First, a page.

Learning from the best: Wisely treat life like Mikhail Bulgakov

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Mikhail Bulgakov has seen a lot in his life: the Bolshevik coup, morphine overdose, and the horrors of medical practice in the wilderness.

He wrote his first work as early as 7 years old, but he considered medicine as his main vocation. The reason for this is quite simple: his uncles working as doctors in Moscow and Warsaw, very well earned. Literature remained a passion all his life, although it brought him many problems. By 1930, the Soviet Union stopped publishing Bulgakov’s novels, banned performances, and he received recognition after his death.

“Failure to write for me is tantamount to burying alive,” wrote Bulgakov in a letter to the Soviet authorities, at the same time asking for permission to leave the country (which did not happen). Bulgakov, of course, was much more fortunate than the other opposition writers. Strangely enough, Joseph Stalin, who saved him from repression, comrade, was very fond of staging “Days of the Turbins” (renamed for ideological reasons as “The White Guard”), so he limited himself to a ban on writing.

Whatever it was, life in a revolutionary time, the struggle with ideology (albeit only on paper) and the pragmatic attitude to life, characteristic of all doctors, allowed Bulgakov to wisely relate to life in any situation. If fate presents you with tests – whether it is cold food from the delivery or charges of anti-communist propaganda – we advise you not to dramatize and deal with problems like Bulgakov.

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People are like people. They love money, but it always has been.

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For twenty years, he has been engaged in some business, for example, he reads Roman law, and on the twenty-first, it suddenly turns out that Roman law has nothing to do with it, that he does not even understand him and does not love him, but in fact he is a delicate gardener and burns with love to flowers. This happens, I suppose, from the imperfections of our social system, in which very often they get into their place only towards the end of life.

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Yes, man is mortal, but that would be half the trouble. The bad thing is that he is sometimes suddenly mortal, that's the trick.

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Nothing is worse, comrades, than cowardice and self-doubt.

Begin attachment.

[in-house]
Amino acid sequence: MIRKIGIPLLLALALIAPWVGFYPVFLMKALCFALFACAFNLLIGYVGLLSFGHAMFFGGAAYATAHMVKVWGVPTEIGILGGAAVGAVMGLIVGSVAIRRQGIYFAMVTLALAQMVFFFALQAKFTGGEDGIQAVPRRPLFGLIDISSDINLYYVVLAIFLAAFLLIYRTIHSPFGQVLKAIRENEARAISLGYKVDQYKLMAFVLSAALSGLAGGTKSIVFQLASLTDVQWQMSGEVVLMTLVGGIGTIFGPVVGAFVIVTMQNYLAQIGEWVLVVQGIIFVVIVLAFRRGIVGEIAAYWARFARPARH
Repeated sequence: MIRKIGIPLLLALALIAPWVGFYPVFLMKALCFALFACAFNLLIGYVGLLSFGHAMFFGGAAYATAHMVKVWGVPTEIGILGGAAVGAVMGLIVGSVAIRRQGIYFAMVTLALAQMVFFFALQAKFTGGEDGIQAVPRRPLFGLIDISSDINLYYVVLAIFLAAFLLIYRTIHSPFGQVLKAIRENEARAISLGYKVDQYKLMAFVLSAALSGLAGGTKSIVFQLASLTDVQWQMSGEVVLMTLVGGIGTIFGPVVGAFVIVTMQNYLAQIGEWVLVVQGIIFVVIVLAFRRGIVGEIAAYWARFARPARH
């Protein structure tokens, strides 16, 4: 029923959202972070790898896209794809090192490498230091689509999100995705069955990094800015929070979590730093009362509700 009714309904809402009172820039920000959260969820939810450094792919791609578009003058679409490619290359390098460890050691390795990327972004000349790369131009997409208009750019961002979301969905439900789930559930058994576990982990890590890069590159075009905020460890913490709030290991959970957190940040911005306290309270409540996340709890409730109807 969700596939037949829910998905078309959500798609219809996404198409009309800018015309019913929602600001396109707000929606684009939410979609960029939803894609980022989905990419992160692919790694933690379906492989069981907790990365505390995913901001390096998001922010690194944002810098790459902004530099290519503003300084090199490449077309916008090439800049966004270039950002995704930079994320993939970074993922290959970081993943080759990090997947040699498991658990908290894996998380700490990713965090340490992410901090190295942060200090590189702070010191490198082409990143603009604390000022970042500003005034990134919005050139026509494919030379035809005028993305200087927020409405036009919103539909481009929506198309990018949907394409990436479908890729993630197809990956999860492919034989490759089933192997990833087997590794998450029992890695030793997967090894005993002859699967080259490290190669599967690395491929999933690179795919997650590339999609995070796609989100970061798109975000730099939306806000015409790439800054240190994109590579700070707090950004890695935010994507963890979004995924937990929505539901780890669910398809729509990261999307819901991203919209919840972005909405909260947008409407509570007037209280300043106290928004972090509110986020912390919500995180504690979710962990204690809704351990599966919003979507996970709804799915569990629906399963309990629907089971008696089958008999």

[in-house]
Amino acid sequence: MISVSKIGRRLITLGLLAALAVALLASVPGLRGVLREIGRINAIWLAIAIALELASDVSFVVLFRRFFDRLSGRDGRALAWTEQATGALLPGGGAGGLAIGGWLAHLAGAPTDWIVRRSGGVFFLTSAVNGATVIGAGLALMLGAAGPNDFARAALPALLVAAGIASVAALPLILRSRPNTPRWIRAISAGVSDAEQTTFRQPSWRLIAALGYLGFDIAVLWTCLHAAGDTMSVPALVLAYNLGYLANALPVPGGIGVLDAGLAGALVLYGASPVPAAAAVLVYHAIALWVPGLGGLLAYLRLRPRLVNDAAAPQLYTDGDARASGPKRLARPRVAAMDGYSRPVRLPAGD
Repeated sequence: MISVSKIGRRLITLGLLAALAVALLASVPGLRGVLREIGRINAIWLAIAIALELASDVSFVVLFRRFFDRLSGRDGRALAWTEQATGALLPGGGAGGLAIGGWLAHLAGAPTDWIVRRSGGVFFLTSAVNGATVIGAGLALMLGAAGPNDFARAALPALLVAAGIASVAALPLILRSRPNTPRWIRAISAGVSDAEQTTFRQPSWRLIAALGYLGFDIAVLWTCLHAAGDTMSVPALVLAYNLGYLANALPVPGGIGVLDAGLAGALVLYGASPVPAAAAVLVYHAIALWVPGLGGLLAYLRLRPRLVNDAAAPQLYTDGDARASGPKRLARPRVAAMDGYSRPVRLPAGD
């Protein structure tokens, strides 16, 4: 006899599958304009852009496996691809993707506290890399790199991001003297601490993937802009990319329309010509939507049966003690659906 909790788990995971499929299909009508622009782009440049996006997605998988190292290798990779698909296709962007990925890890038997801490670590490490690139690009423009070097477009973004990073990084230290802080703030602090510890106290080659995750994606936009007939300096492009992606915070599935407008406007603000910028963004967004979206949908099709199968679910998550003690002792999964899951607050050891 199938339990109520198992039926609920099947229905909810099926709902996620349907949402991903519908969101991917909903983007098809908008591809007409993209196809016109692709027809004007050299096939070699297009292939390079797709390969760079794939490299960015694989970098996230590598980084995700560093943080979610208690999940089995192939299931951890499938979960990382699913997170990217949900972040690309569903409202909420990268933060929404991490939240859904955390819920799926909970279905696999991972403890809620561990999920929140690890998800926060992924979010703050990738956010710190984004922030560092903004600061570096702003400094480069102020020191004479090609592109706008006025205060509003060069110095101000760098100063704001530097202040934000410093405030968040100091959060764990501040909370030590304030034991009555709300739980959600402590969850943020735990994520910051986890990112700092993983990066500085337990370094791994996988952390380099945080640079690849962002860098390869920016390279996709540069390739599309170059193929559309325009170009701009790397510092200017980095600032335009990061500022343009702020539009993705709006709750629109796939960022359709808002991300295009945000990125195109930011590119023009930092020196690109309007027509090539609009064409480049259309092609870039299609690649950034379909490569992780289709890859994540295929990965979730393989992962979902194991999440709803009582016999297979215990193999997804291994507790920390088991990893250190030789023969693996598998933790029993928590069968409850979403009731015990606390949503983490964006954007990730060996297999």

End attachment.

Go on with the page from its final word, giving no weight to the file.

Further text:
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I believe that you cannot become an educated person in any educational institution. But in any well-established educational institution, one can become a disciplined person and acquire a skill that will be useful in the future when a person outside the walls of an educational institution begins to educate himself.

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Remember: a person living in Paris should know that the Russian language is only suitable for swearing in unprintable words or, worse, to proclaim any destructive slogans. Neither is accepted in Paris.

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All will pass. Suffering, torment, blood, hunger and pestilence. The sword will disappear, but the stars will remain, when the shadows of our bodies and works will not remain on the ground. There is not a single person who does not know this. So why don't we want to turn our eyes on them?

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There are only two powers in the world: dollars and literature.

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He who loves must share the fate of the one he loves.

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Only through suffering does the truth come … Is that right, be at peace! But they do not pay money for knowledge of the truth, or give a ration. Sad but true.

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Fact is the most stubborn thing in the world.

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Love jumped out in front of us, as the killer in the alley jumped out of the ground and struck us both at once!
So striking lightning, so amazing Finnish knife!

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Something unkind lurks in men who avoid wine, games, society of pretty women, table talk. Such people are either seriously ill, or secretly hate others. True, exceptions are possible. Among those who sat at the banquet table with me, there were sometimes amazing scoundrels!

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The second freshness is what nonsense! Freshness is only one – the first, it is also the last. And if sturgeon second freshness, it means that it is rotten!

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Still, our medicine is a dubious science, I must say.

See also: Learning from the best: Ironize as Yuri Andrukhovich

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                                                            literature,
                                                            Michael Bulgakov

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